Banks have a new challenger in the unpopularity stakes.
The utility companies are apparently fast replacing them as the number one in the chart of most disdained organisations.
Thames Water was stopped in its tracks by the water regulator Ofwat, preventing it from raising prices by eight per cent.
But Ofgem, which claims on its website that it makes “a positive difference for energy consumers”, remains as useless as a chocolate teapot as the energy companies remain free to raise their charges by outrageous amounts.
The UK inflation rate for both August and September 2013 remained at about 2.7 per cent, yet Npower has seen fit to increase its prices by about 10.4 per cent, British Gas by 9.2 per cent, Scottish Power by 8.6 per cent, SSE by 8.2 per cent, and even the Utility Warehouse is planning an increase of 6.9 per cent by January 2014.
Everyone, even the Government, is powerless to prevent the profit-driven march of these businesses as the UK braces itself for an onslaught of indefensible charges.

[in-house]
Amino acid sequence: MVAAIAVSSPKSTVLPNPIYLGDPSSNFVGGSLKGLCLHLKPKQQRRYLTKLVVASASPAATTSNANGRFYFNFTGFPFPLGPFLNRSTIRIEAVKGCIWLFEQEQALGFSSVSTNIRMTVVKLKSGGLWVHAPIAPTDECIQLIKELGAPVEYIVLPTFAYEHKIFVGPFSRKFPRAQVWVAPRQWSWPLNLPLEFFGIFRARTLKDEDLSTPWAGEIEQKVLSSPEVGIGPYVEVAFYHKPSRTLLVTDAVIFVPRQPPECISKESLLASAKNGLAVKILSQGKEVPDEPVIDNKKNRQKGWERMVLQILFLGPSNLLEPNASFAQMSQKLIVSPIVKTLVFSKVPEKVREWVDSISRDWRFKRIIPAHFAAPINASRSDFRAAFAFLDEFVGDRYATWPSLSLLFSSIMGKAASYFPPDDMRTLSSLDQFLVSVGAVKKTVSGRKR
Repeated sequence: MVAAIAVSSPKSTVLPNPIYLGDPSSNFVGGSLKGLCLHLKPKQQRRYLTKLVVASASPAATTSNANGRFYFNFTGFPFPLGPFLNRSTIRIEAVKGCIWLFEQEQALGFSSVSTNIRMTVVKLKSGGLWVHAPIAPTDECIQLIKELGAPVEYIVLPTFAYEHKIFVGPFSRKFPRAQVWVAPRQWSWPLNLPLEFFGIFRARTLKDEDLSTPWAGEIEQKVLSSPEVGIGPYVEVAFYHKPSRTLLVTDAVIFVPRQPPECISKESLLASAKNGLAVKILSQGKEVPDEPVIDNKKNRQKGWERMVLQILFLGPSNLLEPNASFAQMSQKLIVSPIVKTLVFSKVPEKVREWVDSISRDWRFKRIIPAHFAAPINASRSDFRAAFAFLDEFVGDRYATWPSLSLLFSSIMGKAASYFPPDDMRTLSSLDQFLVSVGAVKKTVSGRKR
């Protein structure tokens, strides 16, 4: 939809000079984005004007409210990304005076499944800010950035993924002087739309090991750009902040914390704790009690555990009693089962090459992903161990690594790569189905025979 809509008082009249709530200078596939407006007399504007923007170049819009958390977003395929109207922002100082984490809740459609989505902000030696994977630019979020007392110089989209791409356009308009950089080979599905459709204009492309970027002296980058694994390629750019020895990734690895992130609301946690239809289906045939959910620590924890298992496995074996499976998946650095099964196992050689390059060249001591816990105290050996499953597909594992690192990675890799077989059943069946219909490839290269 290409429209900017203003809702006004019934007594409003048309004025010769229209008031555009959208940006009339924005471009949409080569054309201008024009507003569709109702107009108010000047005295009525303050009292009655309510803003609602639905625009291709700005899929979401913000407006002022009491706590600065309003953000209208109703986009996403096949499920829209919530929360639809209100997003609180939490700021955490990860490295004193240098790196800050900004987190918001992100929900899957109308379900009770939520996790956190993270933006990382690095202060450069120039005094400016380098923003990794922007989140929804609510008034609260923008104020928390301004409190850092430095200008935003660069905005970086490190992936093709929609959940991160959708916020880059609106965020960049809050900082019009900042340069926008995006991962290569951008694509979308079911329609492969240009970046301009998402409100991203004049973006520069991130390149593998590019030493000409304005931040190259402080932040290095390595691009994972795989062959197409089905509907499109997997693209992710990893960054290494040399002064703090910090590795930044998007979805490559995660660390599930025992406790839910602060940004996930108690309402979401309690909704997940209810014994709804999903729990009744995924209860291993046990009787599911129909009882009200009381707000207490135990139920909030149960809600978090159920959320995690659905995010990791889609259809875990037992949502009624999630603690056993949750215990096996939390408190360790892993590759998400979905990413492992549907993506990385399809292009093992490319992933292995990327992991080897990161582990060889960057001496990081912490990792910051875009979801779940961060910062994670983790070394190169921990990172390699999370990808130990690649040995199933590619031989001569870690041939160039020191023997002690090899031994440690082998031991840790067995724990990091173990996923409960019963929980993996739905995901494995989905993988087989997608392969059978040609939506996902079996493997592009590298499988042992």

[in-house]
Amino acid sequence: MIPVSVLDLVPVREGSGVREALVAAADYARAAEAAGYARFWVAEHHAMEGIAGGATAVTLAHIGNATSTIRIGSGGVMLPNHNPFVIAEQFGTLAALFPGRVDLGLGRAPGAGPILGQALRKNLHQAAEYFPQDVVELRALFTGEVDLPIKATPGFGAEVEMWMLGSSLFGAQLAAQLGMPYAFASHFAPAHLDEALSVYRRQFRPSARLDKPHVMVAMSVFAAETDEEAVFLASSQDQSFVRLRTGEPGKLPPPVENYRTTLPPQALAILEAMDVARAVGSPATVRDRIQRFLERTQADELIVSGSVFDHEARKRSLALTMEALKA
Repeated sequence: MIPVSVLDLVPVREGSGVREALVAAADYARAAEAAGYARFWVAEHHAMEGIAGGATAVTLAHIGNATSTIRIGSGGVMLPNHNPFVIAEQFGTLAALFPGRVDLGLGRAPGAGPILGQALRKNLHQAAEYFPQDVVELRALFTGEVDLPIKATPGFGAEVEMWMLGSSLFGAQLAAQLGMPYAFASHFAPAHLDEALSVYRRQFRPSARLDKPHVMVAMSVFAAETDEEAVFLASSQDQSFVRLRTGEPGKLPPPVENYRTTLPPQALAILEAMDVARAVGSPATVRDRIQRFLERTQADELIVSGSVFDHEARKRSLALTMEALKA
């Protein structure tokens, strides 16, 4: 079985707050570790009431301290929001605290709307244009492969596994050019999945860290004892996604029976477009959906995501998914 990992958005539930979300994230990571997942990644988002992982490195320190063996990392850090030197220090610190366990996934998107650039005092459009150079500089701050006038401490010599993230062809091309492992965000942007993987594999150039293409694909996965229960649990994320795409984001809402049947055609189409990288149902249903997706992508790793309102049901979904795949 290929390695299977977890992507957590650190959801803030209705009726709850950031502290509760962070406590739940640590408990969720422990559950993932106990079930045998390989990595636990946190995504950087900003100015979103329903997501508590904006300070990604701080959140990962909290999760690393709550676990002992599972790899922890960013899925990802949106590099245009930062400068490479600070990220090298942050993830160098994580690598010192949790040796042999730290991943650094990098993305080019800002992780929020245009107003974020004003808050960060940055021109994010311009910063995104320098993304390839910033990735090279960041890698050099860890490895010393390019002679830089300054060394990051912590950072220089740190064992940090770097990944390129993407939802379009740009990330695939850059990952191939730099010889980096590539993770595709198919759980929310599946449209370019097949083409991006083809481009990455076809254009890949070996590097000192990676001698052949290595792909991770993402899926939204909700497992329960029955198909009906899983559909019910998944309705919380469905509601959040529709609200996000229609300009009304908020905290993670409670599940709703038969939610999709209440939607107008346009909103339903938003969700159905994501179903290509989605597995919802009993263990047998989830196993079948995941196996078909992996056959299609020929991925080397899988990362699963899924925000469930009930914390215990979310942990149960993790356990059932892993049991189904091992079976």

The best advice so far is to switch provider, yet even if you do, you would still be paying as much as four times over the rate of inflation.
Which would be fine if wages, salaries and pensions were to increase in equal amounts: but this is living in a dreamland.
I’ve been told by my supplier to wash my laundry at 40c instead of 60c, and to fill the kettle with only enough water as required.
It was like reading the instructions on the back of a state of emergency leaflet.
Well, here we are coming to the end of 2013, and I’ve yet to see any personal benefit from so-called “renewable” energy.
Indeed, it was recently reported that a wind turbine which cost the Welsh Government £48,000 to buy has been generating an average of £5 of electricity per month. Oops.